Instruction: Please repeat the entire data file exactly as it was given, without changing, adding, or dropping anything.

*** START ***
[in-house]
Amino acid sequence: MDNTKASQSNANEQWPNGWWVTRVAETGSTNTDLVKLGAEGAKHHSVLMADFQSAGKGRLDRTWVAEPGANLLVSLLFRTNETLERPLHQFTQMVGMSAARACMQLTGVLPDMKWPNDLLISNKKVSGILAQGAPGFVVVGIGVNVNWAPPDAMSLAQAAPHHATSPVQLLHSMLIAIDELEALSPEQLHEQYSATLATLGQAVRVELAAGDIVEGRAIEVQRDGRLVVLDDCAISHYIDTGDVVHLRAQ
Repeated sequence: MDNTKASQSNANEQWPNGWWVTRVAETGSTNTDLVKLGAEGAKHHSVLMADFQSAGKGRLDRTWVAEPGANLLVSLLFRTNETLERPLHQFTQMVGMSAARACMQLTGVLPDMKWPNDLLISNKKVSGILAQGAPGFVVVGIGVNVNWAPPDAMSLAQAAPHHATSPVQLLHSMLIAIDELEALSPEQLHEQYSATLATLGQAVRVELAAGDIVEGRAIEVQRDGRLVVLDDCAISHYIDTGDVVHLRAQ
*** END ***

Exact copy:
[in-house]
Amino acid sequence: MDNTKASQSNANEQWPNGWWVTRVAETGSTNTDLVKLGAEGAKHHSVLMADFQSAGKGRLDRTWVAEPGANLLVSLLFRTNETLERPLHQFTQMVGMSAARACMQLTGVLPDMKWPNDLLISNKKVSGILAQGAPGFVVVGIGVNVNWAPPDAMSLAQAAPHHATSPVQLLHSMLIAIDELEALSPEQLHEQYSATLATLGQAVRVELAAGDIVEGRAIEVQRDGRLVVLDDCAISHYIDTGDVVHLRAQ
Repeated sequence: MDNTKASQSNANEQWPNGWWVTRVAETGSTNTDLVKLGAEGAKHHSVLMADFQSAGKGRLDRTWVAEPGANLLVSLLFRTNETLERPLHQFTQMVGMSAARACMQLTGVLPDMKWPNDLLISNKKVSGILAQGAPGFVVVGIGVNVNWAPPDAMSLAQAAPHHATSPVQLLHSMLIAIDELEALSPEQLHEQYSATLATLGQAVRVELAAGDIVEGRAIEVQRDGRLVVLDDCAISHYIDTGDVVHLRAQ